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A Misunderstood Masterpiece
I love this movie so much that I saw it three times in the theaters and five times overall. For those giving the movie bad reviews, they've watched it wrong. They expected another Django or Basterds like movie Tarantino. This one is simply different. This is Tarantino paying tribute to filmmaking and the Late 60s lifestyle he grew up with.
Rick Dalton (DiCaprio) is washed up and out of his prime TV Western star with his long time stunt double Cliff Booth (Pitt) try to fit in and adjust to a changing Hollywood amid the 1960s counterculture.
Dalton is the next door neighbor to the late Sharon Tate (Robbie) who he wishes to impress to save his career at its low point.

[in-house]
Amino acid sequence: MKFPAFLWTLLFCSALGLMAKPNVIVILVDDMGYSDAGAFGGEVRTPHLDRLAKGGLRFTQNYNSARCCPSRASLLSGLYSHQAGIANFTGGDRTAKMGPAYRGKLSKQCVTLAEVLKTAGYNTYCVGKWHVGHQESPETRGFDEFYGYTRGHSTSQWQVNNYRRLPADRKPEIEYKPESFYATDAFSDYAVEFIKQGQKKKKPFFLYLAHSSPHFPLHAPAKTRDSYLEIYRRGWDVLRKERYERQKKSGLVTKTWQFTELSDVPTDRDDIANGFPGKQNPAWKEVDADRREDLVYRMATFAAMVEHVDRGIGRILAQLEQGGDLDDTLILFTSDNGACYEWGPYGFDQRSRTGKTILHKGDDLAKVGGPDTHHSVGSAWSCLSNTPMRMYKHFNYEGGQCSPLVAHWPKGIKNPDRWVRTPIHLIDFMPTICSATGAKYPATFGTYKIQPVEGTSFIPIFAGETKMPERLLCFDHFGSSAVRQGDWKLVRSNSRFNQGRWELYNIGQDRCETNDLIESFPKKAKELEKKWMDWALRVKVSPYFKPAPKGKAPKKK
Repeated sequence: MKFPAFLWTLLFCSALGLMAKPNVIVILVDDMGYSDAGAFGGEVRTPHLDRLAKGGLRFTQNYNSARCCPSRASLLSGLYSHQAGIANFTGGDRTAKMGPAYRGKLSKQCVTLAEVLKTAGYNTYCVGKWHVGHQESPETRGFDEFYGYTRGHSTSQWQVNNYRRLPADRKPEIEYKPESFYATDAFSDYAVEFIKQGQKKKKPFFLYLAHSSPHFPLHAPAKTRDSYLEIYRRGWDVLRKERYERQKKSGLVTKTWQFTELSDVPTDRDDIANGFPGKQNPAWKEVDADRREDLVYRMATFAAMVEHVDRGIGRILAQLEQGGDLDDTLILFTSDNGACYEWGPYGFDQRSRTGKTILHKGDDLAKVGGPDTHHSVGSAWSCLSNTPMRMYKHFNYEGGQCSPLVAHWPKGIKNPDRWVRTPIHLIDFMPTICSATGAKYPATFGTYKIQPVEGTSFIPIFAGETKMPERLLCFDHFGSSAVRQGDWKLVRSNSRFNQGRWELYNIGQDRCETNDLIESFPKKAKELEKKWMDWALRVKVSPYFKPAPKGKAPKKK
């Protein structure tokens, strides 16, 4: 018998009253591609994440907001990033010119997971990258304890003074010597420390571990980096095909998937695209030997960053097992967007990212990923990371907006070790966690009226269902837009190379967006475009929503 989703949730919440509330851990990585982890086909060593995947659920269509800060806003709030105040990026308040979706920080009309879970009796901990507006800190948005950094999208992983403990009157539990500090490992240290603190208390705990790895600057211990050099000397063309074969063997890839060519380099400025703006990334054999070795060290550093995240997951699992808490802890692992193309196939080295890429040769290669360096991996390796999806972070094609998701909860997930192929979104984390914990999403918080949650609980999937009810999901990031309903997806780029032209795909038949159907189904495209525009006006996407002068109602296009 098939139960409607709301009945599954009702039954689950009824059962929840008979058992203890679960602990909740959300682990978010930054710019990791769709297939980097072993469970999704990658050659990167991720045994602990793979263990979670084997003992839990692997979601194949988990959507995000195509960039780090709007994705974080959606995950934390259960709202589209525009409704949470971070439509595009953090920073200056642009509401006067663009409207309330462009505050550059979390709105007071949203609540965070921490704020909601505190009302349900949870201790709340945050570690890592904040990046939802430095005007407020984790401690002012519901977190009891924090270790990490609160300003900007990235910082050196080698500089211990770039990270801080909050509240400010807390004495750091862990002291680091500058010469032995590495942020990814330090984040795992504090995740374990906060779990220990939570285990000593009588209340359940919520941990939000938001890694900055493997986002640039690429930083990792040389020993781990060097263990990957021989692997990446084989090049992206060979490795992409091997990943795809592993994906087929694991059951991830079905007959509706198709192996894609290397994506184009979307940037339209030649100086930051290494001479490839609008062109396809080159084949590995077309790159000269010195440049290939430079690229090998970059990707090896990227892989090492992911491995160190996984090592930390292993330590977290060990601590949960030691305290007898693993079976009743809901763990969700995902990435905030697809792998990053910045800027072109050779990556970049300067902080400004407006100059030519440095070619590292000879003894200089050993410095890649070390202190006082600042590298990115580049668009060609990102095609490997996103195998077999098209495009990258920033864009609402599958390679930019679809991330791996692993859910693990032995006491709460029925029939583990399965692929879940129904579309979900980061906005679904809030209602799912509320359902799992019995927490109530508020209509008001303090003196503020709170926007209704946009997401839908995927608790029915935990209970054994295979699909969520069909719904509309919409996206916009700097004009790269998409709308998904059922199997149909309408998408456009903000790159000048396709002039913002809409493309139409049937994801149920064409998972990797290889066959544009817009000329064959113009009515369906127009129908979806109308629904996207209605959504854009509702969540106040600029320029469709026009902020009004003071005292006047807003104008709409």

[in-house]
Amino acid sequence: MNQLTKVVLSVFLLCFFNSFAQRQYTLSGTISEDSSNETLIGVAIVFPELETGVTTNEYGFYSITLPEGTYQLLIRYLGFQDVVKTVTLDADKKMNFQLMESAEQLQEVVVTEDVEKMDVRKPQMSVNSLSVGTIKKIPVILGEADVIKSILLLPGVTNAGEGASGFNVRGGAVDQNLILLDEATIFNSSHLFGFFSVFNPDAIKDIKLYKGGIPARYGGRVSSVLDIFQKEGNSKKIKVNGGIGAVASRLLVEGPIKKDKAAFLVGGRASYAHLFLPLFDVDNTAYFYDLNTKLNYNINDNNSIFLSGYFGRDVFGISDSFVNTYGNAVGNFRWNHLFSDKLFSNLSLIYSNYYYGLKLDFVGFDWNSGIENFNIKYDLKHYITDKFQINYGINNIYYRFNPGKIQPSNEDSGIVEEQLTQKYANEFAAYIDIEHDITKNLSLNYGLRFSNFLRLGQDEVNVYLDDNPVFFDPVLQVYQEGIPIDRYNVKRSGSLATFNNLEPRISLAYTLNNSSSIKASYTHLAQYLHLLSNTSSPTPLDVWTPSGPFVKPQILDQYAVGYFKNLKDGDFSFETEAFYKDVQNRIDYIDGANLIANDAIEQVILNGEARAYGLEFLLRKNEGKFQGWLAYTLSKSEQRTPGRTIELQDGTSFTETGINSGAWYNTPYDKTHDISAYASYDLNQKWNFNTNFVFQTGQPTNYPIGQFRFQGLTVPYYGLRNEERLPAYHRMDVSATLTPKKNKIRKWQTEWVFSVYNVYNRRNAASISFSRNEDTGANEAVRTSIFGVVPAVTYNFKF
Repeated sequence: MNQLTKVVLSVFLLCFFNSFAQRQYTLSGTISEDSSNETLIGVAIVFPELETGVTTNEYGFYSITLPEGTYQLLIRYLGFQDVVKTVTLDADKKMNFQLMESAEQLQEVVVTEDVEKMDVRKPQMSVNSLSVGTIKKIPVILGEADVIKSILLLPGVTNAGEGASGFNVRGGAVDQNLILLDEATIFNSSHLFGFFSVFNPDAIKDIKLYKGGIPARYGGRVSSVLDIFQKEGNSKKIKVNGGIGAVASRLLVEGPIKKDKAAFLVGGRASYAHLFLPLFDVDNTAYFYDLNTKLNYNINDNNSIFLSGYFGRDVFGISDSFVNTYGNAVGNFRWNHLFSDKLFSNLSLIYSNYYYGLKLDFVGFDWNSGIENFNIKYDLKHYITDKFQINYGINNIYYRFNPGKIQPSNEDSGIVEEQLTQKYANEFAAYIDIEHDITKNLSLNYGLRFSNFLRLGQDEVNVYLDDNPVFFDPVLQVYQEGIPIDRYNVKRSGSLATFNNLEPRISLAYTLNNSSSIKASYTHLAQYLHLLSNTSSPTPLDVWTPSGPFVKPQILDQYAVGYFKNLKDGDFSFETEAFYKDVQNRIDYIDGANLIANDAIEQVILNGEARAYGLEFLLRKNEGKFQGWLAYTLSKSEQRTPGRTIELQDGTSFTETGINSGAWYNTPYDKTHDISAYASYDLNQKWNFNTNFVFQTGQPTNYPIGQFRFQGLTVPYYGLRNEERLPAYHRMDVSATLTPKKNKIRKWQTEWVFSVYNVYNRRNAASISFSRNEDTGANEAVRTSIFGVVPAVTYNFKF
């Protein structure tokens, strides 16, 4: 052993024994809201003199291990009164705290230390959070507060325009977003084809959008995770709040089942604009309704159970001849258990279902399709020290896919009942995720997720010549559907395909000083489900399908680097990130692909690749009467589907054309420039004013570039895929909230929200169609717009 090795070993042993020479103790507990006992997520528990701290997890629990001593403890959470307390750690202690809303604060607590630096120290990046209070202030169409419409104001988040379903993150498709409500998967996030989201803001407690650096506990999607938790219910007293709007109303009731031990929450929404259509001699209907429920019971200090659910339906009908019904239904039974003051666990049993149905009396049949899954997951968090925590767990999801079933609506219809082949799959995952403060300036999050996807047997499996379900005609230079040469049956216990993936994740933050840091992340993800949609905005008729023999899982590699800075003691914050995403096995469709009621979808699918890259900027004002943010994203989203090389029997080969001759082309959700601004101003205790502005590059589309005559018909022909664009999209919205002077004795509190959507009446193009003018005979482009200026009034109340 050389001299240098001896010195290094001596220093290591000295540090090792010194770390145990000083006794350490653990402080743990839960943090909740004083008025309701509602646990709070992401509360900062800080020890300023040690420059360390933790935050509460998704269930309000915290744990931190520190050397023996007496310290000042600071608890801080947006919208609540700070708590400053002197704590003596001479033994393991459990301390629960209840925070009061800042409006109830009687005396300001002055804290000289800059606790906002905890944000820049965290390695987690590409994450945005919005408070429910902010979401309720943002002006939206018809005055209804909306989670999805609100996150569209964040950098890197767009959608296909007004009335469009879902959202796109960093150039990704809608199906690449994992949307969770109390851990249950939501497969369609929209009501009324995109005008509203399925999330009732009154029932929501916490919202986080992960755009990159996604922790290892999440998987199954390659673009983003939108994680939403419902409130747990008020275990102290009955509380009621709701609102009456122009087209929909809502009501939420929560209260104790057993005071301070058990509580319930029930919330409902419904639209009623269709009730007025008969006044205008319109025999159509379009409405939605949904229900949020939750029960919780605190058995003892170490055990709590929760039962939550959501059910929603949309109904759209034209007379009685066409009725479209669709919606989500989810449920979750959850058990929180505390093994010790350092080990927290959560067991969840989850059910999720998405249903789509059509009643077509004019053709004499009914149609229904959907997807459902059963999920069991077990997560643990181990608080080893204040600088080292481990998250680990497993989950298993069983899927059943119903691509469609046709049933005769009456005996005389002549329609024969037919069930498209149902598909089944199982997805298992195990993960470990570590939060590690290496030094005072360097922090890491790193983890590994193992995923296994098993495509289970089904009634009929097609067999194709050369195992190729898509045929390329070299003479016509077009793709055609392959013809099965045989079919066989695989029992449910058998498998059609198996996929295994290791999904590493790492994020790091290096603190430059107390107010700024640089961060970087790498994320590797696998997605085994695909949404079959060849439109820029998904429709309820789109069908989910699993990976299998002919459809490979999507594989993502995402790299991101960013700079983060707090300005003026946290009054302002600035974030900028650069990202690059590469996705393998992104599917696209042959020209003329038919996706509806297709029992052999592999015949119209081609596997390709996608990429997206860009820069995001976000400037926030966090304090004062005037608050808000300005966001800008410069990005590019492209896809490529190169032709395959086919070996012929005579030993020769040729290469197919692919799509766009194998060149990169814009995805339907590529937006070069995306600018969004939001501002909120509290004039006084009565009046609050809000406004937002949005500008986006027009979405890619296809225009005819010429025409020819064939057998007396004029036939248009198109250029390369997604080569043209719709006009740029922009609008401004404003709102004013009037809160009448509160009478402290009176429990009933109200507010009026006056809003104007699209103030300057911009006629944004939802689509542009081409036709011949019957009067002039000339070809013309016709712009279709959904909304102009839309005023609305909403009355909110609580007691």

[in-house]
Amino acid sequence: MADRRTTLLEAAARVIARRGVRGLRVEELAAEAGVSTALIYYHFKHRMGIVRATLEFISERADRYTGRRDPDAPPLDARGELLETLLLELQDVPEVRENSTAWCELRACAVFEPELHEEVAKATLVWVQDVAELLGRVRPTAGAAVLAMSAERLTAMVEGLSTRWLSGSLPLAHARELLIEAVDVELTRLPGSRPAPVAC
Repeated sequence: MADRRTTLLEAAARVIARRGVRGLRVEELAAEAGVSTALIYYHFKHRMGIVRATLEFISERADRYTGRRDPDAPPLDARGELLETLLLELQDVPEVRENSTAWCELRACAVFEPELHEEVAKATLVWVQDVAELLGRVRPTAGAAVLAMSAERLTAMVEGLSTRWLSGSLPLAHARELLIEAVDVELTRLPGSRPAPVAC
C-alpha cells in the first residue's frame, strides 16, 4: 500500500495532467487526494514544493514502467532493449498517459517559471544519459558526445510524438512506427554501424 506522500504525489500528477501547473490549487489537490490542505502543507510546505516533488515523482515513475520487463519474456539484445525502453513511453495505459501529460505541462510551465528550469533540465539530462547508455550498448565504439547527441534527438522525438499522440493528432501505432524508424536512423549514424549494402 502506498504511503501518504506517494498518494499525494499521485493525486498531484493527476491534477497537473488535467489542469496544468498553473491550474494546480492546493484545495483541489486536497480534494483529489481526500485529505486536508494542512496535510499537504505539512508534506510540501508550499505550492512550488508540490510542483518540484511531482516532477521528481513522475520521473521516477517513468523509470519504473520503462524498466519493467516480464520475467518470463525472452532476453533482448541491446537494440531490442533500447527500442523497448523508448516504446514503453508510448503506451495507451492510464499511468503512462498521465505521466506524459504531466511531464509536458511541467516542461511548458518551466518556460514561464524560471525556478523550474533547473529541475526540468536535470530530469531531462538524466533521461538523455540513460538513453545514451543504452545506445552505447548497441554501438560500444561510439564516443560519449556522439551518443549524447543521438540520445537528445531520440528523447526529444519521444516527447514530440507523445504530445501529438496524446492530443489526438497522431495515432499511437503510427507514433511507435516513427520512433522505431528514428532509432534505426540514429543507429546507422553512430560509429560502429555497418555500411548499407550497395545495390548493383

The first two hours is a slice of life for every character while paying homage to vintage filmmaking and the rapidly changing 1960s. The last 40 minutes is simply classic Tarantino.
All I have to say is get ready for a wild ride.
The Irishman (2019)
If Casino is the unofficial sequel to Goodfellas, The Irishman completes the trilogy
In my opinion, this movie absolutely lives up to the hype as one of the last mobster epics of a dying genre.
Based on the bestselling book "I Heard You Paint Houses", this tells the tales and stories witnessed firsthand by Frank "The Irishman" Sheeran (De Niro) who was rumored to be a mob enforcer that went from truck driving to a mob hitman to later being Jimmy Hoffa's (Pacino) bodyguard and right hand man. Frank eventually meets Pennsylvania mob boss Russell Bufalino (Pesci) who becomes his closest friend in the mob and helps gets his start in doing mob work.
The movie includes a Goodfellas like timeline that spans from the 1950s to the 1970s and features Frank's stories of his involvement in The Bay of Pigs In 1961 to Jimmy Hoffa's disappearance in 1975.
The movie's runtime might be too long but it is certainly worth the hype and the long length.